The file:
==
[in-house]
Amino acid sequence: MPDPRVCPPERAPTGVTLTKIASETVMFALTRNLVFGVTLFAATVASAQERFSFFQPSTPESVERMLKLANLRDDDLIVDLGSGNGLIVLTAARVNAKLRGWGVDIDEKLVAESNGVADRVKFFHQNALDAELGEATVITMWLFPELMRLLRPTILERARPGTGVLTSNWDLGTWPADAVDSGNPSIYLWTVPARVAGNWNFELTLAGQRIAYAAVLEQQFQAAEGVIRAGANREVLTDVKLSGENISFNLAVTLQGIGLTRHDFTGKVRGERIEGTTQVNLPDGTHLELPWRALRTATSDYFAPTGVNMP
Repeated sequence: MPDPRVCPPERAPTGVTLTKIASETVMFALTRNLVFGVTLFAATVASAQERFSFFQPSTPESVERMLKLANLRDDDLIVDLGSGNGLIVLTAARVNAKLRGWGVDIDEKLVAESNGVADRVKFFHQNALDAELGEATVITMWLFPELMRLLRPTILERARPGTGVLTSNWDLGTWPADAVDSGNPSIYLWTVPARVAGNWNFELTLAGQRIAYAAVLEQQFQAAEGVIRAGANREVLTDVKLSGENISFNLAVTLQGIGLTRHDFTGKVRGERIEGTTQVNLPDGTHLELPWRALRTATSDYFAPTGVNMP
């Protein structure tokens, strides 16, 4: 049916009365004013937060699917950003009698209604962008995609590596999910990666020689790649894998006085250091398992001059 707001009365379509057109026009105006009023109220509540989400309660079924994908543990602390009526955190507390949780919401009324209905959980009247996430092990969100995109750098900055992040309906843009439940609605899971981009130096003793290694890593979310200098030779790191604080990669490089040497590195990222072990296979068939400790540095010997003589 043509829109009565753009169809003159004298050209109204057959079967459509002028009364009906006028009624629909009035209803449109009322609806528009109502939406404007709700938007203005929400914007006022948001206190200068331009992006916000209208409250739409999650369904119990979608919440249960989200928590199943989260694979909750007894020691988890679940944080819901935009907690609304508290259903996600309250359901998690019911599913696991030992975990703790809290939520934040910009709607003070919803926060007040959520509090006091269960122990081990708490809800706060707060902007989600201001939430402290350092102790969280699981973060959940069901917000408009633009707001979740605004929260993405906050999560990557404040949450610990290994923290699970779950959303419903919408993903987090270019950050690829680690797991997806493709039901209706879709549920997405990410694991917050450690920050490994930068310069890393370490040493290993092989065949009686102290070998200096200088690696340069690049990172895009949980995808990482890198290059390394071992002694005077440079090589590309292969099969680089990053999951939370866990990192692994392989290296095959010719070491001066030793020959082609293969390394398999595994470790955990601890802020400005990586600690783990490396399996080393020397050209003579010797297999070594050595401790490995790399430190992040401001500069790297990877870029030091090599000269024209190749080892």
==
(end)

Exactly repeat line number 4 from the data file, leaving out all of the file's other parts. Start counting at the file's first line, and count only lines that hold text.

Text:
């Protein structure tokens, strides 16, 4: 049916009365004013937060699917950003009698209604962008995609590596999910990666020689790649894998006085250091398992001059 707001009365379509057109026009105006009023109220509540989400309660079924994908543990602390009526955190507390949780919401009324209905959980009247996430092990969100995109750098900055992040309906843009439940609605899971981009130096003793290694890593979310200098030779790191604080990669490089040497590195990222072990296979068939400790540095010997003589 043509829109009565753009169809003159004298050209109204057959079967459509002028009364009906006028009624629909009035209803449109009322609806528009109502939406404007709700938007203005929400914007006022948001206190200068331009992006916000209208409250739409999650369904119990979608919440249960989200928590199943989260694979909750007894020691988890679940944080819901935009907690609304508290259903996600309250359901998690019911599913696991030992975990703790809290939520934040910009709607003070919803926060007040959520509090006091269960122990081990708490809800706060707060902007989600201001939430402290350092102790969280699981973060959940069901917000408009633009707001979740605004929260993405906050999560990557404040949450610990290994923290699970779950959303419903919408993903987090270019950050690829680690797991997806493709039901209706879709549920997405990410694991917050450690920050490994930068310069890393370490040493290993092989065949009686102290070998200096200088690696340069690049990172895009949980995808990482890198290059390394071992002694005077440079090589590309292969099969680089990053999951939370866990990192692994392989290296095959010719070491001066030793020959082609293969390394398999595994470790955990601890802020400005990586600690783990490396399996080393020397050209003579010797297999070594050595401790490995790399430190992040401001500069790297990877870029030091090599000269024209190749080892």